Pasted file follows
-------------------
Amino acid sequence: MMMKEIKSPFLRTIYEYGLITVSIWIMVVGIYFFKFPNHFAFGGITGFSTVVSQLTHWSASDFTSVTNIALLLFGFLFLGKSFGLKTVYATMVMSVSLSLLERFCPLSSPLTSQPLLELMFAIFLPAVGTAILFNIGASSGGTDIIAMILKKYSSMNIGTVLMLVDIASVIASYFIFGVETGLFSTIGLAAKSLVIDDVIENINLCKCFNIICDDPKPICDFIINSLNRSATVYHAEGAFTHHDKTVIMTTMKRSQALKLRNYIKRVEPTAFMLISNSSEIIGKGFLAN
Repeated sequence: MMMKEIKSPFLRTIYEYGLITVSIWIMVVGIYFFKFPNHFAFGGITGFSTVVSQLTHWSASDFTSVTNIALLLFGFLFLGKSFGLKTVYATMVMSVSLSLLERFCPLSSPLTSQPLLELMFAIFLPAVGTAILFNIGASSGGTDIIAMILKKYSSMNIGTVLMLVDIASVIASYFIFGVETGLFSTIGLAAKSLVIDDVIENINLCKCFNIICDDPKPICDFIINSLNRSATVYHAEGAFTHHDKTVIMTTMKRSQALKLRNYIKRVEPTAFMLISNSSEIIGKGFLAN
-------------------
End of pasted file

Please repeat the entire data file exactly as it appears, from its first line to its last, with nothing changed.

Amino acid sequence: MMMKEIKSPFLRTIYEYGLITVSIWIMVVGIYFFKFPNHFAFGGITGFSTVVSQLTHWSASDFTSVTNIALLLFGFLFLGKSFGLKTVYATMVMSVSLSLLERFCPLSSPLTSQPLLELMFAIFLPAVGTAILFNIGASSGGTDIIAMILKKYSSMNIGTVLMLVDIASVIASYFIFGVETGLFSTIGLAAKSLVIDDVIENINLCKCFNIICDDPKPICDFIINSLNRSATVYHAEGAFTHHDKTVIMTTMKRSQALKLRNYIKRVEPTAFMLISNSSEIIGKGFLAN
Repeated sequence: MMMKEIKSPFLRTIYEYGLITVSIWIMVVGIYFFKFPNHFAFGGITGFSTVVSQLTHWSASDFTSVTNIALLLFGFLFLGKSFGLKTVYATMVMSVSLSLLERFCPLSSPLTSQPLLELMFAIFLPAVGTAILFNIGASSGGTDIIAMILKKYSSMNIGTVLMLVDIASVIASYFIFGVETGLFSTIGLAAKSLVIDDVIENINLCKCFNIICDDPKPICDFIINSLNRSATVYHAEGAFTHHDKTVIMTTMKRSQALKLRNYIKRVEPTAFMLISNSSEIIGKGFLAN